More than 60 property owners in northeast Ohio are asking a federal court to block a proposed high-pressure natural gas pipeline.
Organizers of the Coalition to Reroute Nexus say a suit filed Friday in U.S. district court charges that the project violates the owners' due process rights, misuses eminent domain to take property, and jeopardizes their safety. It seeks injunctions against the Federal Energy Regulatory Commission and Nexus Gas Transmission.
"This complaint has been a long time in development," said Paul Gierosky, a co-founder of the group. "Our every experience in dealing with FERC and Nexus has been documented and will be brought to bear in this case."
The lawsuit contends that the federal commission and used false and misleading information designed to trick property owners into waiving their constitutional rights. It urges the court to enjoin FERC from issuing a certificate to Nexus for the pipeline.
Nexus spokesman Adam Parker said that while the company can't comment on pending litigation, it has undergone "rigorous environmental review and has been publicly evaluated for more than two years" and that the project will meet all applicable state and federal regulations.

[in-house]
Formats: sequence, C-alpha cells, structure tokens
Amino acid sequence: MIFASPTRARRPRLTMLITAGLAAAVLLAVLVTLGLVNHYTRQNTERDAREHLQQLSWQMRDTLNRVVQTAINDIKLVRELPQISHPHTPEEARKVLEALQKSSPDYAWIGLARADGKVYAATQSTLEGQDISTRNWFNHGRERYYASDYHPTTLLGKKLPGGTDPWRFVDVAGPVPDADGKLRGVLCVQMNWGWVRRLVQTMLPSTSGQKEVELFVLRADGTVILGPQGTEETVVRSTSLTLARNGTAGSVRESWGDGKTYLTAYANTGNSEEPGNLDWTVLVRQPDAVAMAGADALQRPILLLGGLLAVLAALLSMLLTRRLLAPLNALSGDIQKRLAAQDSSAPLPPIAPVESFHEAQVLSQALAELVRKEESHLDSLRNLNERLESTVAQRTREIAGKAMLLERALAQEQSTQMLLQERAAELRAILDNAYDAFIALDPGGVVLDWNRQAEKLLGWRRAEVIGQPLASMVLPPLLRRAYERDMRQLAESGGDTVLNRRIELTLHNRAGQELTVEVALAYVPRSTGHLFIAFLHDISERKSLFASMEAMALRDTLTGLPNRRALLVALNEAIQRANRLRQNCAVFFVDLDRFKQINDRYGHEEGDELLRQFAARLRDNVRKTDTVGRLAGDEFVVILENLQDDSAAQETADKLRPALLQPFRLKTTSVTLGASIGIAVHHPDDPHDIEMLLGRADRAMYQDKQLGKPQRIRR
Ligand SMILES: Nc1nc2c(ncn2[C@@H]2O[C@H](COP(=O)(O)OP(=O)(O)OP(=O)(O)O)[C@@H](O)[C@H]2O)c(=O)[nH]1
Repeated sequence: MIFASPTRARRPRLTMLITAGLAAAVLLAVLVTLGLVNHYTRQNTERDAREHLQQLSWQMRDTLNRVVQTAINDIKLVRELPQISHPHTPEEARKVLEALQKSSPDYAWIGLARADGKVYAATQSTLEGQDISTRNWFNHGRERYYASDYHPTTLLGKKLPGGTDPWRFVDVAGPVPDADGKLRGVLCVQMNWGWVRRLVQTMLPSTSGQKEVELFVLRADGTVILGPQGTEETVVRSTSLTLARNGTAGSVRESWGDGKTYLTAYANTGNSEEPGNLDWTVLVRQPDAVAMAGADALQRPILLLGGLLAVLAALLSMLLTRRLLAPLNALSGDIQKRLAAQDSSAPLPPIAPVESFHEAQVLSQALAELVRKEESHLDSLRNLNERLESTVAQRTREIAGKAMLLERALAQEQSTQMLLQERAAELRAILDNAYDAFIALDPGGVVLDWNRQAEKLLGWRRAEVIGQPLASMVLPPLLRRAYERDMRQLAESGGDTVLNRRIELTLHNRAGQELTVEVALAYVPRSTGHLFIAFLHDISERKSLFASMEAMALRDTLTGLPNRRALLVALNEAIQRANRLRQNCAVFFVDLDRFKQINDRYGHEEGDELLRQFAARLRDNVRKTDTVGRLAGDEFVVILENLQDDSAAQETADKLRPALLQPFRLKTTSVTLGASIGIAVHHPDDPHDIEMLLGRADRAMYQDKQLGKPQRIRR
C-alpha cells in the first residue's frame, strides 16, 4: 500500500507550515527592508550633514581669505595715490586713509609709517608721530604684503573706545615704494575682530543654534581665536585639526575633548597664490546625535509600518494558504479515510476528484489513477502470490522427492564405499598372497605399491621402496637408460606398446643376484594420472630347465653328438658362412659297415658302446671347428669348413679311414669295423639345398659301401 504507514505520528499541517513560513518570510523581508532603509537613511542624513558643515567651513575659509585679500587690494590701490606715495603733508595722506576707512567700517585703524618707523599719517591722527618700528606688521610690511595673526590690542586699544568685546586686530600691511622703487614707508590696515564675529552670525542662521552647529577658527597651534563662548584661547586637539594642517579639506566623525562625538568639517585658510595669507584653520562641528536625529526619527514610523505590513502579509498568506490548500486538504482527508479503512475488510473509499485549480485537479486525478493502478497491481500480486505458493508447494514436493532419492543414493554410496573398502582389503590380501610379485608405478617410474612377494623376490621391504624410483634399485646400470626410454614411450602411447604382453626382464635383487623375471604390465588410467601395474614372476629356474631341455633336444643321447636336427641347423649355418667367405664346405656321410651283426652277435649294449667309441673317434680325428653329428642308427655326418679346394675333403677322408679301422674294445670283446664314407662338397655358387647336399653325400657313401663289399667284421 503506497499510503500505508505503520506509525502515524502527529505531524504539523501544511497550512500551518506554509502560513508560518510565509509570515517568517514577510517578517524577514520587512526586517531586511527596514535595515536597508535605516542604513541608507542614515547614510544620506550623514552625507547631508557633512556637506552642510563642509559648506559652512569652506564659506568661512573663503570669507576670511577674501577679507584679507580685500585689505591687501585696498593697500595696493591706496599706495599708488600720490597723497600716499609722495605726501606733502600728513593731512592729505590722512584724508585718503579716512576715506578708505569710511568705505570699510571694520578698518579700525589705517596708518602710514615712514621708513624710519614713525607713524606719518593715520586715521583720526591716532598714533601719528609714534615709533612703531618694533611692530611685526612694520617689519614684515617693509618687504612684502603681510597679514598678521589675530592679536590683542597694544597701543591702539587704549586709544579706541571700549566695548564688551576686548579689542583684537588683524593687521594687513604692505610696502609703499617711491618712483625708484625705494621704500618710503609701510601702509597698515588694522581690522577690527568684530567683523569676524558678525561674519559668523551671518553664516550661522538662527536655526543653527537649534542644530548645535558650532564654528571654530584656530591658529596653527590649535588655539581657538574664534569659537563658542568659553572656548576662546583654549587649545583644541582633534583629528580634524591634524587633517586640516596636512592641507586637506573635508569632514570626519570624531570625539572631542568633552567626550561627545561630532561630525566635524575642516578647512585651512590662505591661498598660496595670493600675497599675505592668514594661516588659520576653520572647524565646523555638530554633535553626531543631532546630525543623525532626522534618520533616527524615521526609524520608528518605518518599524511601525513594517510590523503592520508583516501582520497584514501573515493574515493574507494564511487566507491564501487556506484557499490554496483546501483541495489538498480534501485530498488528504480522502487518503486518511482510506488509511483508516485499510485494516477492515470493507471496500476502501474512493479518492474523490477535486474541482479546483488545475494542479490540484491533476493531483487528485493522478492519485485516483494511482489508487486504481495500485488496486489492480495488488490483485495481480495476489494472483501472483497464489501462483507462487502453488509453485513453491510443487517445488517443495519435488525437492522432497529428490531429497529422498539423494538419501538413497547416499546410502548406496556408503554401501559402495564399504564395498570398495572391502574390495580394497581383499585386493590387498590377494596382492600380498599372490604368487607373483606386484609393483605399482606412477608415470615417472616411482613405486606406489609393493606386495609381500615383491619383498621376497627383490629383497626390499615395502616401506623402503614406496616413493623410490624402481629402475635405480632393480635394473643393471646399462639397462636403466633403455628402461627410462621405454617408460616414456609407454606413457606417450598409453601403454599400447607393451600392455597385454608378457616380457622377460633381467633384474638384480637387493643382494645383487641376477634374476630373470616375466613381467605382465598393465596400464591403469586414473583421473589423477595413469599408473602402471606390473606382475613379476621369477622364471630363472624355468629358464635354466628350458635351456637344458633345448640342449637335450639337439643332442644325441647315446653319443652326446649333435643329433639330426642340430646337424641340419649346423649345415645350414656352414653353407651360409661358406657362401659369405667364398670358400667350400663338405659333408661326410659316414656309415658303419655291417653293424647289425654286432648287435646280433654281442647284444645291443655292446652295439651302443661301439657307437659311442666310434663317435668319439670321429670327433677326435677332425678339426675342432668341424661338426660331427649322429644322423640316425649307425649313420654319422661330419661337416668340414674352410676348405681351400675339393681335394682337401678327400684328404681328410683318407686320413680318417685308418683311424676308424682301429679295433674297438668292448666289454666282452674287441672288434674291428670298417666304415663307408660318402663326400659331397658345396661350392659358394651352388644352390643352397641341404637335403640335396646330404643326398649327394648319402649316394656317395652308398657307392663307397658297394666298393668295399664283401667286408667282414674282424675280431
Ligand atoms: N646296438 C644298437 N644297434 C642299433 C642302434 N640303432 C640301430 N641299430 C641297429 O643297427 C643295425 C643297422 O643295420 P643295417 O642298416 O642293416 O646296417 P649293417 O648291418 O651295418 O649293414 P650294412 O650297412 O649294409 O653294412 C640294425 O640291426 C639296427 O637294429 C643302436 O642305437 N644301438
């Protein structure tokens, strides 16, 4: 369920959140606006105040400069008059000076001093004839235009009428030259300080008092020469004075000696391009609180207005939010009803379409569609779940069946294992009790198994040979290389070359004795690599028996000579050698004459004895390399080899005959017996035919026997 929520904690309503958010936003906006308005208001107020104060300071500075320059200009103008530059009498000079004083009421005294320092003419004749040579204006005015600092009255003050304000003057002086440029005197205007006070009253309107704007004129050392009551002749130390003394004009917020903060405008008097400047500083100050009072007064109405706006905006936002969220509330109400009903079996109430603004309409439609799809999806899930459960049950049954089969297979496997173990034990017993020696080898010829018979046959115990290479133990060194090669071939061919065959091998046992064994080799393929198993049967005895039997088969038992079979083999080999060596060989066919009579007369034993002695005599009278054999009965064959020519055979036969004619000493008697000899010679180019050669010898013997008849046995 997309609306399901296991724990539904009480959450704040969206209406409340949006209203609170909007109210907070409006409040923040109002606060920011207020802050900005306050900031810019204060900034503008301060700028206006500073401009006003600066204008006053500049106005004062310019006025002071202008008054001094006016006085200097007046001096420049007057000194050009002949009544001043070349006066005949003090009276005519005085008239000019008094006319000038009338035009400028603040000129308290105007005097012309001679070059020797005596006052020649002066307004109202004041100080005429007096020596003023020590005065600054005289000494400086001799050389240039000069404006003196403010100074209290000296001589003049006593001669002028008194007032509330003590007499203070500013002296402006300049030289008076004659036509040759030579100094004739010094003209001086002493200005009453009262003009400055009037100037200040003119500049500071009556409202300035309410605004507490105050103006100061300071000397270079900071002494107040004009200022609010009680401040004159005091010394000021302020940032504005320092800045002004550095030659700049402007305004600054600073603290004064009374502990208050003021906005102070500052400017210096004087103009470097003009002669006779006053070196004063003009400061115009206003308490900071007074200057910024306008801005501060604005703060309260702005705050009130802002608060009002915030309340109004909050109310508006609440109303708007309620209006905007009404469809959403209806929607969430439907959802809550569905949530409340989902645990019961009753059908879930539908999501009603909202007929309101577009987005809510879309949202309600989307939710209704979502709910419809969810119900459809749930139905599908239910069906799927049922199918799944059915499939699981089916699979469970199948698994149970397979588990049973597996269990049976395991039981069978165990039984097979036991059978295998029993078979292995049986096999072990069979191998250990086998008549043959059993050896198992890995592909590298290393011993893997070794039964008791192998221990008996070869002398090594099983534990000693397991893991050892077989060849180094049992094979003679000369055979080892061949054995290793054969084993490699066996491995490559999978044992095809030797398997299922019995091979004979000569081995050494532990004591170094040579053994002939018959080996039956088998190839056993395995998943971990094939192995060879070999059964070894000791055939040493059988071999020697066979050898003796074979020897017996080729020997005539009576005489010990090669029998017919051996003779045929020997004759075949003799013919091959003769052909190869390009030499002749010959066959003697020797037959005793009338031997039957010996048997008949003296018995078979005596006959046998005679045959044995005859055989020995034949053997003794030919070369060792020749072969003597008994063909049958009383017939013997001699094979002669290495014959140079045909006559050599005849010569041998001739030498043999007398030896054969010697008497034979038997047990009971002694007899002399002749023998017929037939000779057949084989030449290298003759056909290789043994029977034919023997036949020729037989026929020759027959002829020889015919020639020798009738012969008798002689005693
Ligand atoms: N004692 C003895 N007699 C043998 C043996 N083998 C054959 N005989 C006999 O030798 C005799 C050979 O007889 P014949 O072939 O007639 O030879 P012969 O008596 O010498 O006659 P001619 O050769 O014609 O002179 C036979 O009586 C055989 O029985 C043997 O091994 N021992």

A message for comment was emailed to the commission.
The city of Green is also considering a lawsuit to stop the pipeline, which it says will cause economic harm and hurt environmentally fragile wetlands.
Nexus has said the pipeline will provide a new source of natural gas to businesses in Ohio and Michigan.
Nexus Gas Transmission is a partnership of Calgary, Alberta-based Enbridge and Detroit's DTE Energy. The company wants to build 255 miles of pipeline carrying as much as 1.5 billion cubic feet (42.5 million cubic meters) of gas per day from the Utica and Marcellus shale formations in Appalachia across northern Ohio and into Michigan.
The company has told the Federal Energy Regulatory Commission some of the gas will be shipped to a trading hub and storage facility Enbridge owns in Ontario, Canada. Enbridge merged this year with Houston-based Spectra Energy, DTE's original partner.
Pipeline opponents argue that a Canadian company like Enbridge shouldn't be allowed to take property from U.S. landowners.